3.6 Roentgen

What the hell. This is a meme. Let’s talk about a meme.

In HBO’s Chernobyl, a series about the single greatest anthropocentric disaster in recorded history (so far), there’s a sequence where a bunch of scientists standing in a reactor building to manage a nuclear reactor that’s just exploded do a scan to check the level of radiation. The reaction they get is 3.6 Roentgen per hour, which is, in the scheme of things with you and I, in our modern day, ridiculously high; a person gets about .6 Roentgen every year in our modern lives. So that’s six times a normal yearly dose in an hour. That’s really high.

In terms of a nuclear power plant, that number isn’t that high, but it’s definitely high. And when the accident happens, they share that number with central control and that number gets repeated and reiterated on. Then there’s tension about what that means, and there’s misinformation about it, and so on and so forth, but the point is that the reason we keep getting 3.6 Roentgen, the story reveals, is not because that’s an accurate reading, but because that’s the highest value these devices can check. The actual value is much higher, and it’s so much higher that they don’t ever find out how bad it is until they build a specialist device and then drive it in on a truck to scan it and it’s all dreadful.


There’s this old article, one I can’t find any more, by Ferrett Steinmetz, who was at the time a Starcity Games web dude and aspiring writer and I believe now is Just A Writer, which is cool. The article was about patriarchy, about the way in which people want to act like it’s not a problem, in nerd spaces. The idea tended towards some form of expressing itself as ‘well, I can’t see the problem.’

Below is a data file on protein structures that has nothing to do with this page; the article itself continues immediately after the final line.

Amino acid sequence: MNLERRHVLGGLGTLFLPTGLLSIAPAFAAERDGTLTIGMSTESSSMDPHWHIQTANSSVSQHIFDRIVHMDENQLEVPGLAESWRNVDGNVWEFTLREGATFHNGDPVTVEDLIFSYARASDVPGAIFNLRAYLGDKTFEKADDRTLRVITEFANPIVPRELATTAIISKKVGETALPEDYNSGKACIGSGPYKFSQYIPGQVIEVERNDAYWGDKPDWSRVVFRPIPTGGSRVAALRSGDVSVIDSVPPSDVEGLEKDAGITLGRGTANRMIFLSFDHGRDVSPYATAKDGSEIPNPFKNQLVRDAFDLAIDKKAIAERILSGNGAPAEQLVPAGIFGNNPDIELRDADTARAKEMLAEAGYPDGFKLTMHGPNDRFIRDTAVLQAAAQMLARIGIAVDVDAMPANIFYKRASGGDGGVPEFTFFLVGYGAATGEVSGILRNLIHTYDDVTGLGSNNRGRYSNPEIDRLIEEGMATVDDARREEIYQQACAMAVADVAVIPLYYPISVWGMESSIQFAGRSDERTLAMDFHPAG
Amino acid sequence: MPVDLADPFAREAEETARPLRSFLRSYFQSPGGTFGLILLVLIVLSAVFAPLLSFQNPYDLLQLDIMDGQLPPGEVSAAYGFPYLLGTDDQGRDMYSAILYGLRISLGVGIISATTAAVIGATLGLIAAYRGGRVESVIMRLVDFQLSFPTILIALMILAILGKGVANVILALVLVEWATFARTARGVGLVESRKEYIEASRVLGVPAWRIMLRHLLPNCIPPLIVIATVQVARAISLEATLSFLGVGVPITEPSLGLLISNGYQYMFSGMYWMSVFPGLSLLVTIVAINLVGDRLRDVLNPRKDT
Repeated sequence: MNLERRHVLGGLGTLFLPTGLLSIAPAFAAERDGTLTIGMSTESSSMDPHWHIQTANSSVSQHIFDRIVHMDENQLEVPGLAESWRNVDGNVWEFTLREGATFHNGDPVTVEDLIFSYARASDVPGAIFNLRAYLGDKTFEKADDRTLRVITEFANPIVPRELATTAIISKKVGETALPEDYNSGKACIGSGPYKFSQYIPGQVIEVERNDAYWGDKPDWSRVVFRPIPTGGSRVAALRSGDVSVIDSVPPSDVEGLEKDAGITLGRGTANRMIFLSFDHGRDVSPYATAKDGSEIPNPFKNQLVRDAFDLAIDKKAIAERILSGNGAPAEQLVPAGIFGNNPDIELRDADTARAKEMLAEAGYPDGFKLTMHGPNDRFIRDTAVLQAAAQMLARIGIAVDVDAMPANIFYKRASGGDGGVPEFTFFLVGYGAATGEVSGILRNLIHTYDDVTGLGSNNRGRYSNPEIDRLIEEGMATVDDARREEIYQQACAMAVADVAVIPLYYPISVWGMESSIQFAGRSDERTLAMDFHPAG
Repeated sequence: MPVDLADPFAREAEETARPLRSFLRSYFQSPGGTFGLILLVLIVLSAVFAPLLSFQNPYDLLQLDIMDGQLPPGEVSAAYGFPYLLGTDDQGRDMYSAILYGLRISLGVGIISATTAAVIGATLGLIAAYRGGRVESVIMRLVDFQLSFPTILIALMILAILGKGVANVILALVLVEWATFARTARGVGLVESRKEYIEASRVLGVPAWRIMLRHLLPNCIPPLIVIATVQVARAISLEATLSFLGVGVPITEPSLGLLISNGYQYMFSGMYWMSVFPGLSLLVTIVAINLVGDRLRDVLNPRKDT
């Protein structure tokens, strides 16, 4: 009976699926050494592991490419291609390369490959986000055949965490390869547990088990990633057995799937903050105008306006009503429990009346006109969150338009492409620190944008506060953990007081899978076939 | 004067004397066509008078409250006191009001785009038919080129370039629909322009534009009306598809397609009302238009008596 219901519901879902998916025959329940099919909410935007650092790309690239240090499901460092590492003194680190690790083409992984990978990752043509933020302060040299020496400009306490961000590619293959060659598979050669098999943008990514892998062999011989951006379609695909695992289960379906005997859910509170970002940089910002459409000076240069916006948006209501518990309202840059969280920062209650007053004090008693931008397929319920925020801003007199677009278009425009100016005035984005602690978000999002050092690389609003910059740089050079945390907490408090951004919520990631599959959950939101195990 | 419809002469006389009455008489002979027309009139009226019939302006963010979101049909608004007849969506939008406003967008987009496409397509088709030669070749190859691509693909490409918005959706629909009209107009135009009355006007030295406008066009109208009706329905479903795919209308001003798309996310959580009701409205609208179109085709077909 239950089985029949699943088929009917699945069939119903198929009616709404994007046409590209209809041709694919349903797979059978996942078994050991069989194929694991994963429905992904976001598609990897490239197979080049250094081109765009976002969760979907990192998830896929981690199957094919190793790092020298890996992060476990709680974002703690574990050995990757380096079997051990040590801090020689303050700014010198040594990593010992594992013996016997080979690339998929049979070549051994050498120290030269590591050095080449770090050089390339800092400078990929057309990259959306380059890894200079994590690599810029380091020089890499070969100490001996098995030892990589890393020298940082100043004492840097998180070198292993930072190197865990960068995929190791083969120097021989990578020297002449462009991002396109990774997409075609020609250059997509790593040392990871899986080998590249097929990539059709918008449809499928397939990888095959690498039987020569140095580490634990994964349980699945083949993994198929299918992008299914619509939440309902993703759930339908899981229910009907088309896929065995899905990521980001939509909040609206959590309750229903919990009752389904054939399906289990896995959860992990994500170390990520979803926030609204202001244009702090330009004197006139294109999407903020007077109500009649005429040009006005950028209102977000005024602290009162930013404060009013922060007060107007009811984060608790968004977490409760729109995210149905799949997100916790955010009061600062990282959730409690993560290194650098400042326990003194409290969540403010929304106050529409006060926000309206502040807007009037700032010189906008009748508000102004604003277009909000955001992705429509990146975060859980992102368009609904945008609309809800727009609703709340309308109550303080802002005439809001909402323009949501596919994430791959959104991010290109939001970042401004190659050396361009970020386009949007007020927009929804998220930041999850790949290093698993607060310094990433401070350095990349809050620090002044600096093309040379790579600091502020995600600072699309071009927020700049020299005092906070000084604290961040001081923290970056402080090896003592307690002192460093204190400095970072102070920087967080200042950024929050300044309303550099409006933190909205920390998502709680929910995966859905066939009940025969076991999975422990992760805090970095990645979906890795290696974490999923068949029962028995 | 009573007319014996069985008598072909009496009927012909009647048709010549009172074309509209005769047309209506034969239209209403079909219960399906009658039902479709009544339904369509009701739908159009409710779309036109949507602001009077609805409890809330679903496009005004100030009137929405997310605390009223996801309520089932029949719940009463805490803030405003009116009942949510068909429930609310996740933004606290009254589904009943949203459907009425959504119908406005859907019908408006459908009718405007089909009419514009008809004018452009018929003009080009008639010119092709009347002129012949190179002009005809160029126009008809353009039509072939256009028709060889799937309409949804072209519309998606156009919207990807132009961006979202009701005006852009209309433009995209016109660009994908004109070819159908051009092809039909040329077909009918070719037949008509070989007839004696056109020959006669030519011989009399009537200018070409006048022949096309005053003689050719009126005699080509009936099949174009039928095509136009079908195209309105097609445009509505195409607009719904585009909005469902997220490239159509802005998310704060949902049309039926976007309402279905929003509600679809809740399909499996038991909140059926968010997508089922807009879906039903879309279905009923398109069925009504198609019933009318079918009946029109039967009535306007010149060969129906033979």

Ferrett worked on the search engine for StarcityGames, who sell Magic: The Gathering cards, and he suggested that if in his workday, he did a search for the biggest creature, and got Abbey Gargoyles, and the most expensive creature and got Abbey Gargoyles, and the cheapest creature and got Abbey Gargoyles, the problem was not that Abbey Gargyoles was too strong, expensive and cheap; the problem was that the mechanism for looking for cards was busted.

This is where we get to 3.6 Roentgen.

Sometimes there are problems which look ‘a bit bad, but not that bad,’ where the problem is your fundamental mechanism for even understanding the scope of the problem is just inadequate to the task. When that happens, the solution is not to assert that your detection method is infallible and anyone offering a contradiction is mistaken, it’s to check how it would be possible that your method can be wrong.

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